Senate report calls for crackdown on airline fees

United Airlines passengers at Denver International Airport

Passengers load their carry-on bags into overhead bins on a United Airlines flight at Denver International Airport. A report from a Senate committee recommends a crackdown on passenger fees.

(Robert Nickelsberg / Getty Images)

Eric Rose knew that he would take a financial hit when he needed to reschedule a flight home with his wife, Marci, after dropping off their son at college in Tucson. After all, he had bought two $160 nonrefundable tickets.

But Rose, a partner in a Los Angeles government relations and communications firm, was caught off guard by the fine print on his American Airlines tickets that said he had to pay $400 in change fees to rebook.

“I’m a pretty savvy consumer and I understand the English language, but this stuff is written in legalese,” he complained. “It’s mind-boggling.”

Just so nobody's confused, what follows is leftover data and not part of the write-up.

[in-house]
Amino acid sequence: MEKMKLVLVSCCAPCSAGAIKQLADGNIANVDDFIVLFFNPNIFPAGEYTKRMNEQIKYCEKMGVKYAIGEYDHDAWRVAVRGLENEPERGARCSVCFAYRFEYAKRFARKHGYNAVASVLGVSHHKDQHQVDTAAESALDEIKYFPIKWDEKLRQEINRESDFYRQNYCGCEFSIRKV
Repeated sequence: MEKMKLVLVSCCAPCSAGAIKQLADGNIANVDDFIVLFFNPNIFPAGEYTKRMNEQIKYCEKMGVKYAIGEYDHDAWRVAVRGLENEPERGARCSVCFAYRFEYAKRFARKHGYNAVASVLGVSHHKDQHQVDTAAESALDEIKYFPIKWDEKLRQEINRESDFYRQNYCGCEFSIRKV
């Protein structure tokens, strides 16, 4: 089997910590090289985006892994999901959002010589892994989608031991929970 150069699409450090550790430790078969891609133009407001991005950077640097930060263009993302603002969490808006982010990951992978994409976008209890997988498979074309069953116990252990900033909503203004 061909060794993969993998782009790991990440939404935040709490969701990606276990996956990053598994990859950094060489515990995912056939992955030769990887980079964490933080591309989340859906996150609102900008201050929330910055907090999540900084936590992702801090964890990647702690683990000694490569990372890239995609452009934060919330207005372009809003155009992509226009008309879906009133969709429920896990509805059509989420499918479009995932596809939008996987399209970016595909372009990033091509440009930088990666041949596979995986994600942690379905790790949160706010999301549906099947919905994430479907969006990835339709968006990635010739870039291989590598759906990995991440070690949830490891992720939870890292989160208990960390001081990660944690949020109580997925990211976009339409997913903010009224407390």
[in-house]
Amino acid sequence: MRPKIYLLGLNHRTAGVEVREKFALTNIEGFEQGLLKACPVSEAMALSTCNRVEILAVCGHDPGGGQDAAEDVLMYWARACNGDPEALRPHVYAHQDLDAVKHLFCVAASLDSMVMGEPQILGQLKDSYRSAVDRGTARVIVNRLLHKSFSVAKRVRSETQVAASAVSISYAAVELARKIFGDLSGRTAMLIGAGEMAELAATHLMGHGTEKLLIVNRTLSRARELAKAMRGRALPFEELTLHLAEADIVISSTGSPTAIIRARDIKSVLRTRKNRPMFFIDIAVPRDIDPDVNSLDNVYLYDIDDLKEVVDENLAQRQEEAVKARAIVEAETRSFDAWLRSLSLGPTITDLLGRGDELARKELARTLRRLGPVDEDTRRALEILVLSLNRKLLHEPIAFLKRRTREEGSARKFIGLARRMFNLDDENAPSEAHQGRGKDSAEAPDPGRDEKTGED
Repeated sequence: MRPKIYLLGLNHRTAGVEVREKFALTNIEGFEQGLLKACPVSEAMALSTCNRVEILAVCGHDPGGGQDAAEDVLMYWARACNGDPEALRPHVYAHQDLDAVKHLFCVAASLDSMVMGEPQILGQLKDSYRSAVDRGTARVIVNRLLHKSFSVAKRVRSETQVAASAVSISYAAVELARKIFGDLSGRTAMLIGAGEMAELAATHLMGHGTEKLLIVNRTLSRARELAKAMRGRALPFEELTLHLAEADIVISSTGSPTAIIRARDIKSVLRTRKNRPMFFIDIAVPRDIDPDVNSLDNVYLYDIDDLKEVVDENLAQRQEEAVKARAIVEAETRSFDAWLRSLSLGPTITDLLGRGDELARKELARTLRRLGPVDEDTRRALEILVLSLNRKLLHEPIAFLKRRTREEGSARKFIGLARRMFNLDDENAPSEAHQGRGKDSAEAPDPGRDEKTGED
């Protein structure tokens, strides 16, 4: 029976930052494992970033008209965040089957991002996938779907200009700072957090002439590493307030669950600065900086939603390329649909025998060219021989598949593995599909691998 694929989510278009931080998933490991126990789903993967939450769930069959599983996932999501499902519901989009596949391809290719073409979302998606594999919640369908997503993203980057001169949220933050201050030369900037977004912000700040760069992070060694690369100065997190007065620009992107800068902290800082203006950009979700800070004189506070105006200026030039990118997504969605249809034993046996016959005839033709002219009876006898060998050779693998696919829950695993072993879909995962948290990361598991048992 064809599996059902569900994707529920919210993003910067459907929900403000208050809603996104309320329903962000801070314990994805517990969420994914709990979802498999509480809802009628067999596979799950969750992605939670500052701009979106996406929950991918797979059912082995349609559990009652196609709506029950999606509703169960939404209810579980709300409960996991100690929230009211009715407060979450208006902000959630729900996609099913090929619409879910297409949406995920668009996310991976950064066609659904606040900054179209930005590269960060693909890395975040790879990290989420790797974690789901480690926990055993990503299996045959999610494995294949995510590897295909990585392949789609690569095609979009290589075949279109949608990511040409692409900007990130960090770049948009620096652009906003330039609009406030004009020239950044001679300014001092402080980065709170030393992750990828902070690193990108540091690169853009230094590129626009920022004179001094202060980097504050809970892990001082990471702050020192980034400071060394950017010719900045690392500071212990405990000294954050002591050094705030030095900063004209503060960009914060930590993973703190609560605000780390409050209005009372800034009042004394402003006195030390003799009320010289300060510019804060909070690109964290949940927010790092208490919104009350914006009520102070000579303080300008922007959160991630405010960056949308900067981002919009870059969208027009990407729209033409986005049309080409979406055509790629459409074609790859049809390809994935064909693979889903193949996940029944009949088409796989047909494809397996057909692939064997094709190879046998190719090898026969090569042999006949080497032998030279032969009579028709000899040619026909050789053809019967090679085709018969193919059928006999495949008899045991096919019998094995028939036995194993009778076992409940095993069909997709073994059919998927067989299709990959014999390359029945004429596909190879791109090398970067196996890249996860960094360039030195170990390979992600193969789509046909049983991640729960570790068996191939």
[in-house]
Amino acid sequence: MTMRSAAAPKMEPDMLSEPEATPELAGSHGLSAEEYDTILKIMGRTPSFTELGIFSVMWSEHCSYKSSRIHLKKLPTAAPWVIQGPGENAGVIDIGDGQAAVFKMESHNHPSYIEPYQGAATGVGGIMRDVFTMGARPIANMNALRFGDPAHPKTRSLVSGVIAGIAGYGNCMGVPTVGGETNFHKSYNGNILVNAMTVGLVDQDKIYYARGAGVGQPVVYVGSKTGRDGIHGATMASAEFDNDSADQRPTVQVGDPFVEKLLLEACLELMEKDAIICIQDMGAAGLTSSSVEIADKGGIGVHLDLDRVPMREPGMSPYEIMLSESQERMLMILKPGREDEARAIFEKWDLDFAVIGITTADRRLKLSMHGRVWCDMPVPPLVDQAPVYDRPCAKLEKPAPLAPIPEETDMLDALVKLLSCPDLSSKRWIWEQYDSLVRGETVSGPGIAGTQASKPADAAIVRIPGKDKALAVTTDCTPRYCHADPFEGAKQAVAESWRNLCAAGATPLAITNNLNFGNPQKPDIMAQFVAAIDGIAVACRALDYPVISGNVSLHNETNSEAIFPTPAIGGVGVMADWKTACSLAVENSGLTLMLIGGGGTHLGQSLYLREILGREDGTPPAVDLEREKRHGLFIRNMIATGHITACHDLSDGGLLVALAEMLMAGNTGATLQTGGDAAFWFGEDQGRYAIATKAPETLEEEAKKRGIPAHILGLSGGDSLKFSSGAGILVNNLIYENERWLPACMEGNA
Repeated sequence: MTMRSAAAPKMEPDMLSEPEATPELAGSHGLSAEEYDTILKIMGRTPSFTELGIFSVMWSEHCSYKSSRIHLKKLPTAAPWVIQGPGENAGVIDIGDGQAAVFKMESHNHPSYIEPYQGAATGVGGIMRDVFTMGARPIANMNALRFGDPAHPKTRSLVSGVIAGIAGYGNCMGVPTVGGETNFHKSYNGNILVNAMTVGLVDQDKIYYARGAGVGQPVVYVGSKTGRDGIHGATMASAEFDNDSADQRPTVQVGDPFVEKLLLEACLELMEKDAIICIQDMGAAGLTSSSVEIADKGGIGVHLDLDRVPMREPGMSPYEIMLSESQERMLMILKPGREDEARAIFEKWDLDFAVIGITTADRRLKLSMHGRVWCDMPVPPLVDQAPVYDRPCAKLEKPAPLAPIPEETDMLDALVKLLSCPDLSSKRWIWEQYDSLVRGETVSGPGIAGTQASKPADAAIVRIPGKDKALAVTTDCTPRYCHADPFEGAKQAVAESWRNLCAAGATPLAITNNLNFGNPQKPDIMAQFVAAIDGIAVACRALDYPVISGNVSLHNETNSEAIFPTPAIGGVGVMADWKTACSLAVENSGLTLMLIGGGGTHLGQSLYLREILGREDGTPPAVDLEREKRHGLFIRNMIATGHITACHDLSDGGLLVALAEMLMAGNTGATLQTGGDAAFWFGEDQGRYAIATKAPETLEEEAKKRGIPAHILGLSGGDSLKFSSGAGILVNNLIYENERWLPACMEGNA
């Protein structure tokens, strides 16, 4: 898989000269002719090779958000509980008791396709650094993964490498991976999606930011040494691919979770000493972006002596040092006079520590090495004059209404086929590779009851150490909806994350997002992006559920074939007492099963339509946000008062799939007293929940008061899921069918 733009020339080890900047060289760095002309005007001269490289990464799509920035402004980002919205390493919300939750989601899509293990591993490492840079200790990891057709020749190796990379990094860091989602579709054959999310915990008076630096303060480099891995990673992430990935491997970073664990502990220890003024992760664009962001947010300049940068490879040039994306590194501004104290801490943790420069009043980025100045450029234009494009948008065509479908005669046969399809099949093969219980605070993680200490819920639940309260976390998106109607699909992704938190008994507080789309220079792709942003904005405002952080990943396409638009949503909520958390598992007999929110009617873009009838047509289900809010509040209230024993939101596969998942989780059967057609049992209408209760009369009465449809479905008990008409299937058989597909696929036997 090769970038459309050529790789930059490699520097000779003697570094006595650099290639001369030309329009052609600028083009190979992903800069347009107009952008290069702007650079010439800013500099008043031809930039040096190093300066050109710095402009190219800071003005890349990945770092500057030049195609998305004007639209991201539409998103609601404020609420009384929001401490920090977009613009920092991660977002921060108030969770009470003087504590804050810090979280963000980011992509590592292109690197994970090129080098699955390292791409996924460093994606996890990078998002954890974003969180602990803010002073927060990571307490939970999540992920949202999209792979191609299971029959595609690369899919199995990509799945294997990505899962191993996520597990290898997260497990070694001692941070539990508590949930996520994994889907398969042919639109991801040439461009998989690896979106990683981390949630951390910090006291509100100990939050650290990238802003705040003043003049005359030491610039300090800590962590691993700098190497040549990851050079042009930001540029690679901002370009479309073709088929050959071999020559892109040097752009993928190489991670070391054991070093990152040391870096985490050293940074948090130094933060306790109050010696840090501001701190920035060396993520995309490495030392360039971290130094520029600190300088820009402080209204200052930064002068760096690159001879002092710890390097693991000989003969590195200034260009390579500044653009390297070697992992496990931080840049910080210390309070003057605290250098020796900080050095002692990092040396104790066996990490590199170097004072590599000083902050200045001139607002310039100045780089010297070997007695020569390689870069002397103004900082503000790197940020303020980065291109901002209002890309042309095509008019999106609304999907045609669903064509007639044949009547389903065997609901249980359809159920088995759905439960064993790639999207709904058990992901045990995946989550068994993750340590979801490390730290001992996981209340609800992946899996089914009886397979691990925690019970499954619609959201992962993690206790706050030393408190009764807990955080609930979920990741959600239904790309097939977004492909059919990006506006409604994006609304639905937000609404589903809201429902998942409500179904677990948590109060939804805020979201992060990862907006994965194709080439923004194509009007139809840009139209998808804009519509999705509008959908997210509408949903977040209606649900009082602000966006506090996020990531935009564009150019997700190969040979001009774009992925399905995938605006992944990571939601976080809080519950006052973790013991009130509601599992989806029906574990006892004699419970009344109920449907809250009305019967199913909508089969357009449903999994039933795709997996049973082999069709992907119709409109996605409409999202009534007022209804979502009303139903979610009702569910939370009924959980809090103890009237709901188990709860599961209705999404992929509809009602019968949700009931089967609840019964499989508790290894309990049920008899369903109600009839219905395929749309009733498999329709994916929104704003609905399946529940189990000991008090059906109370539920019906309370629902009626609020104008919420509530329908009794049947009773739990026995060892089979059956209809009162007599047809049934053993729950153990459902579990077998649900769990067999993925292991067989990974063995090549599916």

A staff report from the Senate Commerce Committee agrees with Rose. The report, released last week, calls for a crackdown on passenger fees and recommended that airlines produce a standardized chart to disclose all extra charges, making it easier for fliers to understand what they must pay.


As far as change fees go, the report suggested that the charges be limited to a “reasonable amount” and reduced or eliminated if a flier cancels with enough lead time to let the airline to resell the seat.

The report, written by the staff of Sen. Bill Nelson (D-Fla.), the ranking Democrat on the Senate Commerce Committee, noted that booking a round-trip flight on United Airlines from Washington, D.C., to Orlando, Fla., with a stopover in Chicago produced 54 pages of rules and restrictions.

A trade group for the nation’s airlines rejects the study’s conclusions, saying, “It would be difficult to find an industry that is more transparent than airlines in their pricing.”

“The fact that a record number of people are traveling this summer further demonstrates that customers always know what they are buying before they purchase,” said Jean Medina, a spokeswoman for the trade group Airlines for America.


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